Urine-powered battery offers cheap energy source

Dr. Mirella Di Lorenzo with her urine-powered microbial fuel cell(Credit: University of Bath)

When most people think of bacteria and urine together, chances are good they think of a not-so-pleasant infection. For researchers at the University of Bath however, unifying these two thoughts led to the development of a battery that could harness "pee power" to bring energy to parts of the world that might not otherwise have access to it.

Working with colleagues from Queen Mary University of London and the Bristol Bioenergy Centre, the Bath researchers came up with a type of microbial fuel cell (MFC) that is powered by human urine.

MFC's are devices that use bacteria to perform reduction/oxidation reactions on organic material like banana skins or, in this case, urine. When such a reaction occurs, electrons are swapped around between molecules and electricity is produced. By causing this reaction to take place in a closed system with an anode and a cathode, a battery is formed. Earlier this month, researchers in the Netherlands demonstrated a bacteria-based battery using this basic principle that they were able to charge and recharge multiple times. That battery used acetate to cause the reaction to take place. For this new battery, urine serves as the fuel.

The benefits of using urine in an MFC includes the fact that it's a free, available-everywhere substance that's readily usable – there is no need to wait for anything to decompose, as is the case with other bacterial sources like food waste. While we've seen a urine-based battery before, the size and price tag of this latest pee-based MFC is a marked improvement. The batteries themselves cost just £1-2 each, and the substance they need to run on is obviously free, so they could help impoverished area get the resources they need to power important technologies like well pumps or lights.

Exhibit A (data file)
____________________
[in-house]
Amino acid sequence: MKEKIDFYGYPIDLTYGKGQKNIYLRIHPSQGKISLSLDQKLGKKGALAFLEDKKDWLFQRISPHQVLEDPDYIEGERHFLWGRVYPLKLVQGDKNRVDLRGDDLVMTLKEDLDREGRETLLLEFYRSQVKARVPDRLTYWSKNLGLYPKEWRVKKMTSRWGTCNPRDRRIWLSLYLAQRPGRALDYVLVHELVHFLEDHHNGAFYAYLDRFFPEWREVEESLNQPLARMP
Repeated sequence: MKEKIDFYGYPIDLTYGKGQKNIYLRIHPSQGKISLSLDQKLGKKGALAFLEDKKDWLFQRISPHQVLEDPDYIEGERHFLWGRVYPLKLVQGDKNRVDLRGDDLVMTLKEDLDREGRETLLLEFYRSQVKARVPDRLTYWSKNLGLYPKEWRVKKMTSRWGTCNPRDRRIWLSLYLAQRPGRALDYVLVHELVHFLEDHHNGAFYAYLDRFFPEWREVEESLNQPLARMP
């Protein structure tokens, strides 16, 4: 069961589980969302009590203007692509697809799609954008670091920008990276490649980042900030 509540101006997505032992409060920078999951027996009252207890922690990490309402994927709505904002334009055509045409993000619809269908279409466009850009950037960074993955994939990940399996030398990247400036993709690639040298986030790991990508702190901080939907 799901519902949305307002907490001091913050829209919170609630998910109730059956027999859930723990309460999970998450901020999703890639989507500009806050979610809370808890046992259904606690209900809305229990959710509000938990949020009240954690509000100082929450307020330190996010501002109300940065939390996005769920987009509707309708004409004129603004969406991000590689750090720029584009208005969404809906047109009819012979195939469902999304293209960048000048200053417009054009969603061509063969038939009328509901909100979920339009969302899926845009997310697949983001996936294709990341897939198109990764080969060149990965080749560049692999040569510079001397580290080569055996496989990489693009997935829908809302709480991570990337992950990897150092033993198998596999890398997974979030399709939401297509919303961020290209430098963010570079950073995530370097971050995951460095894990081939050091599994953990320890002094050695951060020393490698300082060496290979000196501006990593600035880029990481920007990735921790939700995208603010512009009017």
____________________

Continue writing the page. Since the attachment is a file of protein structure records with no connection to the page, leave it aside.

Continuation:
Using urine-based batteries is also a great example of extreme recycling – a waste product that would otherwise be lost is harnessed, put through a MFC and turned into useful energy without any of the pollution associated with other fuel sources like the burning of fossil fuels.

"Microbial fuel cells can play an important role in addressing the triple challenge of finding solutions that support secure, affordable, and environmentally sensitive energy, known as the 'energy trilemma,'" said University of Bath's Dr. Mirella Di Lorenzo, who is a co-author of a paper detailed the findings published earlier this year in the journal Electrochimica Acta. "There is no single solution to this 'energy trilemma' apart from taking full advantage of available indigenous resources, which include urine."

The next step for the researchers is to figure out how to up the energy output of the urine-based MFCs. They've already discovered that by extending the electrodes in the cell from 4 to 8 mm, power output increased tenfold, and that stacking the batteries could produce even greater electrical output.








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